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de le Barre, 5-28
Almond Roca; Graham Dancers Choreographing; Digerati Disco; Streb Action; Grunge
Art Paris; Duende Times Two
By Paul Ben-Itzak
Copyright 2002 The Dance Insider
PARIS -- This new column will contain
the rants, raves, and previews readers of the Dance Insider E-mail are used to
finding there. Any francophiles who can tell me where I lifted the name from get
a free plug for the dance concert of their choice. Today's topics include the
deplorable state of dance criticism at the San Francisco Chronicle, at least from
one of its reviewers; Flamenco in Paris and New York; and upcoming performances
or other events from the Martha Graham Ensemble, Troika Ranch, and Streb Go. We
also take you inside the ateliers of the artists of Paris's BoHo Belleville district,
and show you where to find video previews of Streb.
Speaking of French heroes -- there's
your hint, dance insider -- audiences at the now-fabled May 9 Martha Graham concert
will recall Virginie Mecene's rapid turns, exquisitely paired with right-on epaulement,
as the young Joan. Well, tomorrow night at Marymount Manhattan College, Mecene
takes her turn as a choreographer, her work being one of several by Graham dancers
on the program of the Martha Graham Ensemble. Also on the program are works by
Yuriko, Bertram Ross, Ethel Winter, Linda Hodes, Jane Dudley, Kenneth Topping,
and Lyndon Branaugh. The program opens on tomorrow -- serendipitously enough,
on Ms. Mecene's birthday! -- and runs through June 1. For more info and tickets,
please call 212-838-5886. William D. Witter, Inc. hosts a benefit reception opening
night, hopefully with birthday cake!
....Speaking of benefits -- we'll
get to the rant in a minute, hold your horses -- those tres cool folks at Troika
Ranch/Digital Dance Theater are inviting you, yes you digital dance insider, to
drink with the Digerati, Wednesday June 12, 6:30 to 9:30 at Remote Lounge. For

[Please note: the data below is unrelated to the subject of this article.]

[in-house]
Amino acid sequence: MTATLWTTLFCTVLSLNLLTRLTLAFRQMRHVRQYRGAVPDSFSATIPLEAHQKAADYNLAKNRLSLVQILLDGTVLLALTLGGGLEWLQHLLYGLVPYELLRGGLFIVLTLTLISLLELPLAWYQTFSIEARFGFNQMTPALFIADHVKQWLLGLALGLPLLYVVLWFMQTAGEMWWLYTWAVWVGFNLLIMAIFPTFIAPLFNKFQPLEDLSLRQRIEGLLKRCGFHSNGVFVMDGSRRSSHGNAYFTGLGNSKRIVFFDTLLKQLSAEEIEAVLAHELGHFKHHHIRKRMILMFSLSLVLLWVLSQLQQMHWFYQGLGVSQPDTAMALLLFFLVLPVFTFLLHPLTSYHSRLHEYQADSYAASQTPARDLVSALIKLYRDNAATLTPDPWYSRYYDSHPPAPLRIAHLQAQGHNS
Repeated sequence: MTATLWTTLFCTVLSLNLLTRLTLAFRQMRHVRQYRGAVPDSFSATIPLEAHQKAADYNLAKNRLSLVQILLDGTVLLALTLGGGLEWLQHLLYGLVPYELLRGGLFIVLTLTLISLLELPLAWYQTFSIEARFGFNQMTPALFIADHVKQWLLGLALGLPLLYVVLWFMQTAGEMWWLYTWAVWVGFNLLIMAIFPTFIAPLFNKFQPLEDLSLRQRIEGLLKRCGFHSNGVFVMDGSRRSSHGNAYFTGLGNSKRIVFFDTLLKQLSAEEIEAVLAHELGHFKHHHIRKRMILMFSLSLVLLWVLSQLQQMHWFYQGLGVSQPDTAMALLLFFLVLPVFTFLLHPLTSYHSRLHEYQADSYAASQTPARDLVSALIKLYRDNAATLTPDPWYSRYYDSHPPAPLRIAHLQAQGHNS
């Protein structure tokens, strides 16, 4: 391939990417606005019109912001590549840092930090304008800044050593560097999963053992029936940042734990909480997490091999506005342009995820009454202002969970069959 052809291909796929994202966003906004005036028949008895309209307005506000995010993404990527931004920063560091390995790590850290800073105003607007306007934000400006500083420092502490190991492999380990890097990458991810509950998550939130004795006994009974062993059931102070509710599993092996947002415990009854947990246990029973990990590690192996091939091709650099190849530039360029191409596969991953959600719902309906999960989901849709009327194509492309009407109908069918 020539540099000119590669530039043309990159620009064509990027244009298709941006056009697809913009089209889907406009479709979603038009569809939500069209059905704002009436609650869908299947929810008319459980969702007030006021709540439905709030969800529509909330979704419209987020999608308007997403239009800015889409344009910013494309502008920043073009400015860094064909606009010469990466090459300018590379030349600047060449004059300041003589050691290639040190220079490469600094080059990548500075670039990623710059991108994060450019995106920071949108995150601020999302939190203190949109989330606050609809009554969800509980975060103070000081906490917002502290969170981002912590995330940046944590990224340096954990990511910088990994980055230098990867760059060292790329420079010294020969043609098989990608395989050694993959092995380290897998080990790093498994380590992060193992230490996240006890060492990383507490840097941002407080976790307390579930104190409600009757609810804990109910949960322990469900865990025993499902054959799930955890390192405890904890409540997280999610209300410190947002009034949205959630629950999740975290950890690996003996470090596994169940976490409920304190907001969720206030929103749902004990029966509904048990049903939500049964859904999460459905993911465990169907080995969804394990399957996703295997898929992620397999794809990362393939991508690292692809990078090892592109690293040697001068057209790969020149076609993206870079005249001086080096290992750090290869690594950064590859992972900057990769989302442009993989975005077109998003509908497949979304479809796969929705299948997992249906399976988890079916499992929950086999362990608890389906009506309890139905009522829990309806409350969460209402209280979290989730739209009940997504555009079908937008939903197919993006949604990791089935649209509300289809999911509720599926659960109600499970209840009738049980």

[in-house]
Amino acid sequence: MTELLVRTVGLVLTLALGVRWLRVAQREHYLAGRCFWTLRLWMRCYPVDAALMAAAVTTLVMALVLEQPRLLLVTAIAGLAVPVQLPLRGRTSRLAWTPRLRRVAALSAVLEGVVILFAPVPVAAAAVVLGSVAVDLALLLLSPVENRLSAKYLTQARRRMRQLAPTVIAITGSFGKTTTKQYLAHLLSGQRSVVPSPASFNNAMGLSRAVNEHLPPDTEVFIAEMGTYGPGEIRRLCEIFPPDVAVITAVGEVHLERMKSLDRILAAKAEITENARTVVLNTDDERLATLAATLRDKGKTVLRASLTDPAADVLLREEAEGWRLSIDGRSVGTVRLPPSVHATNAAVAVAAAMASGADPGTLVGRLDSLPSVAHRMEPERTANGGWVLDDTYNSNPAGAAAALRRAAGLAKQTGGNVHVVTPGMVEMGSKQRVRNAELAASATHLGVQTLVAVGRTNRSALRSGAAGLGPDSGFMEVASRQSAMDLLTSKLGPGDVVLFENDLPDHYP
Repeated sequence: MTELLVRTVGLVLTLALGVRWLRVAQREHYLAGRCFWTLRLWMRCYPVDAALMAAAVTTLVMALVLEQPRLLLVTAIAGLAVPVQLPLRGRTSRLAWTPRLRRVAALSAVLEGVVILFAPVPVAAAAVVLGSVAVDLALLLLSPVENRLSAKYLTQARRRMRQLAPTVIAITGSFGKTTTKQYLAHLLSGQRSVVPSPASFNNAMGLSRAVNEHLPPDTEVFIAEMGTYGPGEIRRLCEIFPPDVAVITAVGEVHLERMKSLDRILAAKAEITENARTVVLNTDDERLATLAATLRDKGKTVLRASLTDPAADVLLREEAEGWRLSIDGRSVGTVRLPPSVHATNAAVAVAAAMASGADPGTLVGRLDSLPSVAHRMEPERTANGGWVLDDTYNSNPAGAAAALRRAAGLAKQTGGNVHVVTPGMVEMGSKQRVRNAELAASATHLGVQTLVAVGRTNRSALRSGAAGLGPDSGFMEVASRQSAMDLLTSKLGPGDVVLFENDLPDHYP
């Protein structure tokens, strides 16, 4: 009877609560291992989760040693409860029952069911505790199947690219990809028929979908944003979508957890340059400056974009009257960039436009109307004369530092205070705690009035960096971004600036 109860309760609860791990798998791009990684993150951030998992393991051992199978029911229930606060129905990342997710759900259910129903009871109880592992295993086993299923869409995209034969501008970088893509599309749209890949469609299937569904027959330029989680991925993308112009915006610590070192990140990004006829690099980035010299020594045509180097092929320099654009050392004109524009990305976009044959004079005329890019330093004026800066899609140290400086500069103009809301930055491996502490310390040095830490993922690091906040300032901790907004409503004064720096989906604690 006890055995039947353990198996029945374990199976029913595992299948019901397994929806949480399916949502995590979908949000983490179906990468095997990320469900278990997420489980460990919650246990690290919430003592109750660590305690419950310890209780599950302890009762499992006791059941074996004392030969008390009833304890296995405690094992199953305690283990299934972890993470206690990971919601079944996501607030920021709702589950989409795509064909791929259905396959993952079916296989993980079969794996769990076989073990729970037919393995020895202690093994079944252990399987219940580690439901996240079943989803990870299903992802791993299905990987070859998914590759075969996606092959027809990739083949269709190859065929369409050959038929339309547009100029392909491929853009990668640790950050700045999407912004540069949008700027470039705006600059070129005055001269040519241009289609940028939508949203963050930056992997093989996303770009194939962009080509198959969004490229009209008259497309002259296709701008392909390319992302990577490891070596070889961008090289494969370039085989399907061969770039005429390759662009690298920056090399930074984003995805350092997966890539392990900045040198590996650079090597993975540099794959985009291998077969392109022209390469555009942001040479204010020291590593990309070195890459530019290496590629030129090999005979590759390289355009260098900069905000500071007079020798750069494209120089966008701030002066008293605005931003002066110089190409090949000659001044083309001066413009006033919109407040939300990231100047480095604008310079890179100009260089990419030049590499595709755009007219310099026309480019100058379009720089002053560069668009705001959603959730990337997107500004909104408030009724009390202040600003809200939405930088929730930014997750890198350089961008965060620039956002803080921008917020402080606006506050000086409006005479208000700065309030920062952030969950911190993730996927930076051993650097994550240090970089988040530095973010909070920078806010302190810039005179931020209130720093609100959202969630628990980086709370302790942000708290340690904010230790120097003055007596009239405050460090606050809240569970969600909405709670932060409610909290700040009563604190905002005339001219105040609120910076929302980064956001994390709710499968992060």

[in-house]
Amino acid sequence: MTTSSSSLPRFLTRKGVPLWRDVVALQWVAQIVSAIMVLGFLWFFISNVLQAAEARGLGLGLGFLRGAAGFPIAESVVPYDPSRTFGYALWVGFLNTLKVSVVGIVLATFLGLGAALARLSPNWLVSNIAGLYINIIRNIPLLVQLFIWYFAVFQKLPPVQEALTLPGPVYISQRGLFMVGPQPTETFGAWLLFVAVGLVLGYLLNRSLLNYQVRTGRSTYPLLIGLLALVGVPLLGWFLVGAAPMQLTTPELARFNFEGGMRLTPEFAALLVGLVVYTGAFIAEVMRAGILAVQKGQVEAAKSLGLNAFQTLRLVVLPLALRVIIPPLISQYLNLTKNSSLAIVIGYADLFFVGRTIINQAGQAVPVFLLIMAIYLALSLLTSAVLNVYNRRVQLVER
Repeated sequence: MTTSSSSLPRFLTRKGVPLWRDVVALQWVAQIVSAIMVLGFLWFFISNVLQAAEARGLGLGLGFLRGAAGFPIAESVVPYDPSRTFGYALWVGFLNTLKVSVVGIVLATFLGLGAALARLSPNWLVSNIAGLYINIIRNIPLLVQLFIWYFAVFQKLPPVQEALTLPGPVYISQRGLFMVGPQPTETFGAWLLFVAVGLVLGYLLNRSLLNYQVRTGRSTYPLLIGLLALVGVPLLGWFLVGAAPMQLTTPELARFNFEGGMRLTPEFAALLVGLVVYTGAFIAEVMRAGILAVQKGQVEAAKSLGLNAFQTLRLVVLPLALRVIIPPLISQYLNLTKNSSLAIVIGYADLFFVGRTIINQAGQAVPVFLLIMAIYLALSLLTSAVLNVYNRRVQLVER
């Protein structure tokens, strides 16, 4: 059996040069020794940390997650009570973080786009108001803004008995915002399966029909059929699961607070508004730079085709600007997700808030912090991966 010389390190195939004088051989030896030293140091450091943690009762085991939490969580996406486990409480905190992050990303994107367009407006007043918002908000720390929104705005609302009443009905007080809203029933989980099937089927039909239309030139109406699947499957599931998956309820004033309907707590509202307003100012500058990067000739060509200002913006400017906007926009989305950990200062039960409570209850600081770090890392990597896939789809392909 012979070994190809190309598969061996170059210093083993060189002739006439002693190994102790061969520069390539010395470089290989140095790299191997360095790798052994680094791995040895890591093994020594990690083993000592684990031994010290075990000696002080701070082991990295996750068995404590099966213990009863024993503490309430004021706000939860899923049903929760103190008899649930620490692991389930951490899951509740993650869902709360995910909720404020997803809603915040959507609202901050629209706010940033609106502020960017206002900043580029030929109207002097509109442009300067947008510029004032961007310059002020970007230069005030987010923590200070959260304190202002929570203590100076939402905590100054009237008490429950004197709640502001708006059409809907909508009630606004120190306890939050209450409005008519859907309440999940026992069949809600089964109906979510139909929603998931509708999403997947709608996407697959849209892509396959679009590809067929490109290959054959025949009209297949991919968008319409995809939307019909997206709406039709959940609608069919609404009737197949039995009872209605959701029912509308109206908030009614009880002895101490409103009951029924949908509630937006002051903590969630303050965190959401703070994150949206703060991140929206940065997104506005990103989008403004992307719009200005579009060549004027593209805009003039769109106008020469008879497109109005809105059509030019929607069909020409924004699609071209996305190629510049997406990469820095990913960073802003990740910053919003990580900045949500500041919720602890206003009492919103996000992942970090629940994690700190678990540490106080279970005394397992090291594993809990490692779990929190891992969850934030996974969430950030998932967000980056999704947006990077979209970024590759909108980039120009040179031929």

more info, please e-mail firstname.lastname@example.org, or call 212-725-1737. What else
does it say here? Oh yes: Our own Chris Dohse called Troika "a fantasia of imagined
physics" and "chimerical, alchemical gigabytes."
....Speaking of fantasies, any idea
that the San Francisco Chronicle's Octavio Roca is what the Chronicle says he
is -- a dance critic -- is just that. At least, that's all I can conclude from
review of Joanna Berman's farewell performance with San Francisco Ballet.
Criticism involves not just saying what you think of a work of art, but why. It
doesn't take a degree in criticism to use words like "beautiful," "emotional,"
"Special," "powerful," "ravishing," "superb," "daring," or even "monumental."
And yet this barrage of adjectives is what comprises Roca's May 13 review of performances
by Berman, Yuri Possokhov, and Muriel Maffre, flushed out only by hackneyed phrases
like "the lovely memory of her dancing will linger long after the curtain's fall"
and "strikingly original," which isn't. Okay, Roca does offer one bit of physical
support for his powerful superlatives, praising the "innocent hope in this Giselle's
Look, I have nothing against gushing
-- if it's a crime, I stand convicted. But our role as critics isn't merely to
say how thrilled or not we were by a performance. Our reactions don't matter,
unless we adduce why we reacted as we did. What did the dancer, or choreographer,
actually do that impressed us as eloquent, powerful, beautiful, or ravishing?
Or rather, what was it about the way they danced and expressed the character that
elicited this response in us? In other words: Where's the proof? As a reader,
I want to come away from a review able to describe what actually happened, not
just what the reviewer thought of what happened. I've cited it before, but it
can't be cited enough: The critic Marcia Siegel, like Deborah Jowitt a master
of qualitative description, has said: (I paraphrase) I'm more interested in what
the reviewer saw then what he thought of what he saw.
A sports reporter doesn't just relate